Oct 20166

Do the Right Thing! Supporting Ethical Behavior in the Workplace

(Guest Blog by Nan Valentine)

Most of us take pride in having a strong moral compass.  We do our best to take the high road when presented with a moral or ethical challenge.  

Here’s a quick quiz for your eyes only.  How do you respond to the following statements?

1.    If people are saying negative things about a co-worker, I might join in.          Yes or No
2.    I would blame a co-worker for my mistake if she mistreated me in the past.          Yes or No
3.    I would call in sick if I wanted to go fishing or to the mall.          Yes or No
4.    I would accept a cash bribe to steer my company’s business to a supplier.          Yes or No
5.    I would steal a company laptop if I thought I wouldn’t get caught.          Yes or No

If you’re like most people, you probably found it easy to check “No” for #4 and #5.  Sometimes our moral code is very clear.

“No” is also the right answer for numbers 1-3, although these examples may seem less important ethically.  But are they?

How about #1, saying negative things about a co-worker?  My words may seem harmless, but they aren’t.  The targeted person usually finds out and is hurt by these comments.  He may even feel he is being bullied.  Gossip damages relationships, and when I participate I create a more hostile workplace.

What about statement #2, blaming a co-worker for a mistake she didn’t make because the co-worker mistreated me in the past?  I might justify doing the wrong thing because I think my co-worker deserves the blame for mistreating me in the past.

This is faulty reasoning.  As the saying goes, two wrongs don’t make a right.  If I tell the supervisor my co-worker is responsible for a mistake I have made, I am lying to my supervisor, and I am acting unethically.

Let’s consider statement #3.  Is it really a big deal to call in sick if I want to go fishing or to the mall? When I make this call, I am lying to my supervisor.  If she finds out I wasn’t really sick, I’ll likely face disciplinary action.  My supervisor will also find it hard to trust me when I am actually sick.  Not only that, if my company pays for sick days, I am in effect stealing the wages I’m paid for that day.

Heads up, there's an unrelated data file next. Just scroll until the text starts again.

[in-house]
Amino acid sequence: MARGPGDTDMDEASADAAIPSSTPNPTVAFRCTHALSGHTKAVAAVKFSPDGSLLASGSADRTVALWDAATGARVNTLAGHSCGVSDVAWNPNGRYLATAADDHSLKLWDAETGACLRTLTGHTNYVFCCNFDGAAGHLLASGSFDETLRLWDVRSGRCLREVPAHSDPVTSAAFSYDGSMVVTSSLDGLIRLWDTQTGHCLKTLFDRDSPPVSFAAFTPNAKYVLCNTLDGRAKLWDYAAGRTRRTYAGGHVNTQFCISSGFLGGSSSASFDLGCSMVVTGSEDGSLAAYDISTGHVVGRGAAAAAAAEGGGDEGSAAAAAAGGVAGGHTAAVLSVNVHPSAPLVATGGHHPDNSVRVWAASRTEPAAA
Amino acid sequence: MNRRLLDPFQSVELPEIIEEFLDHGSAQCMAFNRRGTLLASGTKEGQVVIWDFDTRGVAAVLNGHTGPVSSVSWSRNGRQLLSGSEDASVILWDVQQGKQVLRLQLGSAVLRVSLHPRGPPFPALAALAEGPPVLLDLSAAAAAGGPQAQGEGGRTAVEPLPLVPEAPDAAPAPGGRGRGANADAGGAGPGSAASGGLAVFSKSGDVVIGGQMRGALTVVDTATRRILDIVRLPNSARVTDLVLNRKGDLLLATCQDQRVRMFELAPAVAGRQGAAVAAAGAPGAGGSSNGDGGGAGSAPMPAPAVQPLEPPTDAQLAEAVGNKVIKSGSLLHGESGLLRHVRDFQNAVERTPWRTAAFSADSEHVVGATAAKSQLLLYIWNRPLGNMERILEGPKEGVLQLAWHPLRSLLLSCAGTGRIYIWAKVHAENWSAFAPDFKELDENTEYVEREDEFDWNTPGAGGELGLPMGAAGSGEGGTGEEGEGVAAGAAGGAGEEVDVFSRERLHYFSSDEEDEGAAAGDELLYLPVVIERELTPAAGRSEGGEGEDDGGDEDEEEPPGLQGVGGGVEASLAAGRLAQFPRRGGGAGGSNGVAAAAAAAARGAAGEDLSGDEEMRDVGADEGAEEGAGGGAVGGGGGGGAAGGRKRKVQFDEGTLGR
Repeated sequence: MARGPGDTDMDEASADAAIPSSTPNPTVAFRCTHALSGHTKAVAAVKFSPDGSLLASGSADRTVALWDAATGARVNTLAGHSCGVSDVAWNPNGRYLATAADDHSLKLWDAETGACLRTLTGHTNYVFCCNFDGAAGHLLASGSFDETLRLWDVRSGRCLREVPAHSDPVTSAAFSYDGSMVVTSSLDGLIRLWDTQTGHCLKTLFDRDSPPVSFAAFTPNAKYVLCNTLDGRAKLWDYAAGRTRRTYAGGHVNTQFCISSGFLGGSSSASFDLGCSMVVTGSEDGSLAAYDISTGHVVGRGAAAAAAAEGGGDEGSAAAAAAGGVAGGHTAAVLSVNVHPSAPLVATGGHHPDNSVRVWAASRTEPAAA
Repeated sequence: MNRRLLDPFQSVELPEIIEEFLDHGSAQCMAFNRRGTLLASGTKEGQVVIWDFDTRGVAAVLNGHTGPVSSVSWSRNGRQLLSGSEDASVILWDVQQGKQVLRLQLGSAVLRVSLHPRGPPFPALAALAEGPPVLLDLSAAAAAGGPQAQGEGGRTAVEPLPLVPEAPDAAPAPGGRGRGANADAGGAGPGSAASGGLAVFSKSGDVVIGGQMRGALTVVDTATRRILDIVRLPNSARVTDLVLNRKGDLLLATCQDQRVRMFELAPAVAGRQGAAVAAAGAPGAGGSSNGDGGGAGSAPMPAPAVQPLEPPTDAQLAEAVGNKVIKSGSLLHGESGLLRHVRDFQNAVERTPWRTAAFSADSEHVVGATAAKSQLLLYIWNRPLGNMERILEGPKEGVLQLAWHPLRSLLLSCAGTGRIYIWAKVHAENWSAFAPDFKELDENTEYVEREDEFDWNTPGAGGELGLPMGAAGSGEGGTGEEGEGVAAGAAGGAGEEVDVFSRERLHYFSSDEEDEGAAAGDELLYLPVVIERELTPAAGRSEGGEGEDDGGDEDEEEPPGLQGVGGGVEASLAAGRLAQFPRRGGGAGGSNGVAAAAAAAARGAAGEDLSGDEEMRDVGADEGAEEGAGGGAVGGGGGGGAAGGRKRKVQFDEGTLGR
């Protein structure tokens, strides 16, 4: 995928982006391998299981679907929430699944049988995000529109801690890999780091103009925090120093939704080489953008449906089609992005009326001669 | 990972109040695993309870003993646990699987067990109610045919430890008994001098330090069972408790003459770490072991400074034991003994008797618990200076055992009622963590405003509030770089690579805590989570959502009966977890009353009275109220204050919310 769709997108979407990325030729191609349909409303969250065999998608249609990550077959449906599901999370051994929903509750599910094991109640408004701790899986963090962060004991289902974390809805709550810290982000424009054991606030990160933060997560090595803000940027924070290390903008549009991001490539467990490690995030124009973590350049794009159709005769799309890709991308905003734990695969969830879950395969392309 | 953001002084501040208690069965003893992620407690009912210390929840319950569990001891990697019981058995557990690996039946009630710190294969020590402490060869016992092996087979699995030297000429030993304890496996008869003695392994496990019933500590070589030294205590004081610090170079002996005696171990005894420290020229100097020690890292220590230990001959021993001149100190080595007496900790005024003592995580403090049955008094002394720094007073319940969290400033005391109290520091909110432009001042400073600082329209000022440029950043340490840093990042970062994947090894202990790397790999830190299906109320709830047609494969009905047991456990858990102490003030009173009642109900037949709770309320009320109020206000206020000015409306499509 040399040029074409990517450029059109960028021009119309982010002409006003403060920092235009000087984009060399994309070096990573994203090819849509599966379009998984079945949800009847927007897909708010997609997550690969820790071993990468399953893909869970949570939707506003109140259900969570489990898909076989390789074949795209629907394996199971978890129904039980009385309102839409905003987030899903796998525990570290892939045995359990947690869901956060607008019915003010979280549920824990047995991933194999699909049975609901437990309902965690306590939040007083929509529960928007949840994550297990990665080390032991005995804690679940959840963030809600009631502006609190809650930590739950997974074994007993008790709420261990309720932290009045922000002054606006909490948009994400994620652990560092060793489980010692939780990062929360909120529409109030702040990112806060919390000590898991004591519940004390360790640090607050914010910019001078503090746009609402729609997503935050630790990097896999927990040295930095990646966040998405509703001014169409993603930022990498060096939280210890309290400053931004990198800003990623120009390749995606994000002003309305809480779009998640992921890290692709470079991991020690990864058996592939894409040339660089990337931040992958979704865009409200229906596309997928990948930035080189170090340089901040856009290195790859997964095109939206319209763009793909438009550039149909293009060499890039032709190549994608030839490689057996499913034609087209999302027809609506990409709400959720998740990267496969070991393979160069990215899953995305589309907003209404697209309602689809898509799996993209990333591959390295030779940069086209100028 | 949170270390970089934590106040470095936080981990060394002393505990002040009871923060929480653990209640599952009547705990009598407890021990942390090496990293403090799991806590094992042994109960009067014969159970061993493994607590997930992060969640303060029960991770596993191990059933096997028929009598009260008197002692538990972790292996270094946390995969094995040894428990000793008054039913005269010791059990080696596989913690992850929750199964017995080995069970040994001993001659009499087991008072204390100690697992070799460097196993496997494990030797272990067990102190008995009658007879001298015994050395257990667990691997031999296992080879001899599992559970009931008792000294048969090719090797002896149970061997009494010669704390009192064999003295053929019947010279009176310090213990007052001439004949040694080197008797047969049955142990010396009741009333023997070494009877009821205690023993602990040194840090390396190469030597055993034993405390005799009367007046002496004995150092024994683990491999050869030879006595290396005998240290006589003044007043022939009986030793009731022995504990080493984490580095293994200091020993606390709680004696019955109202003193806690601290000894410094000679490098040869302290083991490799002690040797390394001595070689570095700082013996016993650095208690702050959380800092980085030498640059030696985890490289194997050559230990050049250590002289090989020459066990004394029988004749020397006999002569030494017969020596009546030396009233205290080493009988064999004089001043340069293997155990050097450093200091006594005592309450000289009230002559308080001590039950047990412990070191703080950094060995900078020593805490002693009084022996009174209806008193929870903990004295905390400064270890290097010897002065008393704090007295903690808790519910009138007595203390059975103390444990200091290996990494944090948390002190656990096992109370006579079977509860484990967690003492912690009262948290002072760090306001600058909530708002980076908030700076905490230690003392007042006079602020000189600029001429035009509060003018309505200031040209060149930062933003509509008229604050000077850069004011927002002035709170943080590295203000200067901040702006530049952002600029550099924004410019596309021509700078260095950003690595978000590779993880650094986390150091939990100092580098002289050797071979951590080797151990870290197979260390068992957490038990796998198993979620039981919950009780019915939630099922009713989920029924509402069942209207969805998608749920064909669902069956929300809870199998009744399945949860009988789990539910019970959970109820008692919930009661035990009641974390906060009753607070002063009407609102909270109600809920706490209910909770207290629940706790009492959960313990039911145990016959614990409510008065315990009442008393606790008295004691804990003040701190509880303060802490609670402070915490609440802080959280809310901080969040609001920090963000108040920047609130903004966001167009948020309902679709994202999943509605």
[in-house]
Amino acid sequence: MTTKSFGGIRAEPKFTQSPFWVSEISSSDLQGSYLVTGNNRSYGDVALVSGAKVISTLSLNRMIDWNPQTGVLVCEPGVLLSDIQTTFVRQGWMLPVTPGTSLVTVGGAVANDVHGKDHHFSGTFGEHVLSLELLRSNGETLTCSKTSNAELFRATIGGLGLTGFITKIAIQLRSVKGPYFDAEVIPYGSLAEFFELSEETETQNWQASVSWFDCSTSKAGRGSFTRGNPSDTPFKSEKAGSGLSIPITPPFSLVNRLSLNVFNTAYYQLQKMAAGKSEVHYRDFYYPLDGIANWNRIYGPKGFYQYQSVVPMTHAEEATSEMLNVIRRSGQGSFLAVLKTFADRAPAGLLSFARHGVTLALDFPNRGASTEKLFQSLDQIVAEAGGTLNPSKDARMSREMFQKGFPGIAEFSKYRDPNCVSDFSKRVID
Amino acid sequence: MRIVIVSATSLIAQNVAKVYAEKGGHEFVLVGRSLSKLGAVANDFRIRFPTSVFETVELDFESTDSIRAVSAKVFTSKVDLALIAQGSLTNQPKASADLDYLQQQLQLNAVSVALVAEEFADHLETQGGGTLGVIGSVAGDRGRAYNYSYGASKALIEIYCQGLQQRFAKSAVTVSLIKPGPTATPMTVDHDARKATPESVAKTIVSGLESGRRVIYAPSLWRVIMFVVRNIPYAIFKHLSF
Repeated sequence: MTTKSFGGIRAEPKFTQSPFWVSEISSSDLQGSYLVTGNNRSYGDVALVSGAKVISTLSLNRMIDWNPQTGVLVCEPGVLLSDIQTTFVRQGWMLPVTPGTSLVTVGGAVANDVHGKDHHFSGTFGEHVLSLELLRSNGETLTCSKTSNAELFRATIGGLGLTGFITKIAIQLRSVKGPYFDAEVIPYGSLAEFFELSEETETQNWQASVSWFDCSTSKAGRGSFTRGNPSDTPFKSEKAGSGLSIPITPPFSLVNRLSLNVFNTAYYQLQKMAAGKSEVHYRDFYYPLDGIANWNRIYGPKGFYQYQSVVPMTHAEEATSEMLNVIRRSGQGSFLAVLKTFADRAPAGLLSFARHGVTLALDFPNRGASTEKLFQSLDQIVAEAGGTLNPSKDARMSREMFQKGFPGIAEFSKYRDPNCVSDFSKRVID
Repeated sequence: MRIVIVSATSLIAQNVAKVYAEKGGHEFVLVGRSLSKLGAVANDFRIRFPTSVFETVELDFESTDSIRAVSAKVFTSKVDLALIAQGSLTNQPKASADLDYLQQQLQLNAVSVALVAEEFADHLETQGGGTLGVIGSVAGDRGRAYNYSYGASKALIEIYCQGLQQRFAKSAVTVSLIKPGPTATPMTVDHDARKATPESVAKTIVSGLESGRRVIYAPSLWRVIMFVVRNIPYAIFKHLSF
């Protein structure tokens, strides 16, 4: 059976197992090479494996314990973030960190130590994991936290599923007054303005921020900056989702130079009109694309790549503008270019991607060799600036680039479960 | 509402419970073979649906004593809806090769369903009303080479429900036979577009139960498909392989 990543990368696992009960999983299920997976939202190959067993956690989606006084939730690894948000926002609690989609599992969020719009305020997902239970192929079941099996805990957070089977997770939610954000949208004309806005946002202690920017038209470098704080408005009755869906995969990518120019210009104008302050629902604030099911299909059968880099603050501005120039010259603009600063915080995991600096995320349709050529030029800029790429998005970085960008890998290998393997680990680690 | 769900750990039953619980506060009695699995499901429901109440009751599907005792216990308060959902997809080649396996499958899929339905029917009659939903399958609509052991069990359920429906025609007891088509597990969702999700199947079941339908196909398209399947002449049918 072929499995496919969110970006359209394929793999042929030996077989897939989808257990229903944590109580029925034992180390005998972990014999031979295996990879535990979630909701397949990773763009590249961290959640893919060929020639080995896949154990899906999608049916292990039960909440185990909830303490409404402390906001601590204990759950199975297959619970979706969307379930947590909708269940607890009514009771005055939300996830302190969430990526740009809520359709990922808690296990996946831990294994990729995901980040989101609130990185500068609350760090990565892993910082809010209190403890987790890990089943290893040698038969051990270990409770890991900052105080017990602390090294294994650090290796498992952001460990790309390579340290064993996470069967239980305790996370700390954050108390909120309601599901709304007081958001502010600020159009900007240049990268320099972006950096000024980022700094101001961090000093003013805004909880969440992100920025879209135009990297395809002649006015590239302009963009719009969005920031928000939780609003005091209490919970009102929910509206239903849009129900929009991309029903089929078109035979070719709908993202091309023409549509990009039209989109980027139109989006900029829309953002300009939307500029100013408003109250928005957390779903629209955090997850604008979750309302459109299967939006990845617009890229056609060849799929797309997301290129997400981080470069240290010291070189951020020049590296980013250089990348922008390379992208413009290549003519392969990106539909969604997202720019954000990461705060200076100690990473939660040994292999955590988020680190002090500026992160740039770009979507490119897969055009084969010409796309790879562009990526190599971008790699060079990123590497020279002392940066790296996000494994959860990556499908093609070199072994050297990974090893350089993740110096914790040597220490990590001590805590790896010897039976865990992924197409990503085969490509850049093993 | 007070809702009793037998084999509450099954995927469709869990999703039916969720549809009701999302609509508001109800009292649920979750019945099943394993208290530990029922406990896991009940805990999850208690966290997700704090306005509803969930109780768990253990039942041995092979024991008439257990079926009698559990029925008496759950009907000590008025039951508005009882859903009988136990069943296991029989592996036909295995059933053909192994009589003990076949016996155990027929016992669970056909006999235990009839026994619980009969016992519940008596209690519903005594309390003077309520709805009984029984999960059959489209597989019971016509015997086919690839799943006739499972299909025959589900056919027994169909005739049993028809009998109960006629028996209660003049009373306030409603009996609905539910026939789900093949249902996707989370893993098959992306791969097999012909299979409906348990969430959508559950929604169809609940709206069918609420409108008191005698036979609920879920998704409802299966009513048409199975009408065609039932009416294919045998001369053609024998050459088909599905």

So how can we be sure we’ll do the right thing when faced with a moral or ethical dilemma?  We can pay attention to that voice inside us that knows right from wrong.

This is the voice that causes us to pause if we’re about to do the wrong thing.  Maybe there’s a slight tug at our stomach, or we start feeling guilty even though we haven’t done anything yet.  If you’re like me, you have probably ignored that voice at some point in the past and have later regretted not listening to it.  
Most workplaces have written policies that cover ethical topics like stealing or accepting bribes.  Even so, no policy can cover every situation that might challenge us ethically.  Most of the time, we have to apply our own judgment about what to say or do.

Fortunately, we have strong internal support for those occasions.  All we have to do is listen.  That voice inside will help us do the right thing.

Nan Valentine is an Executive Coach and President of
Valentine Coaching & Consulting, a firm specializing in conflict resolution,
interpersonal communication, and executive success strategies.



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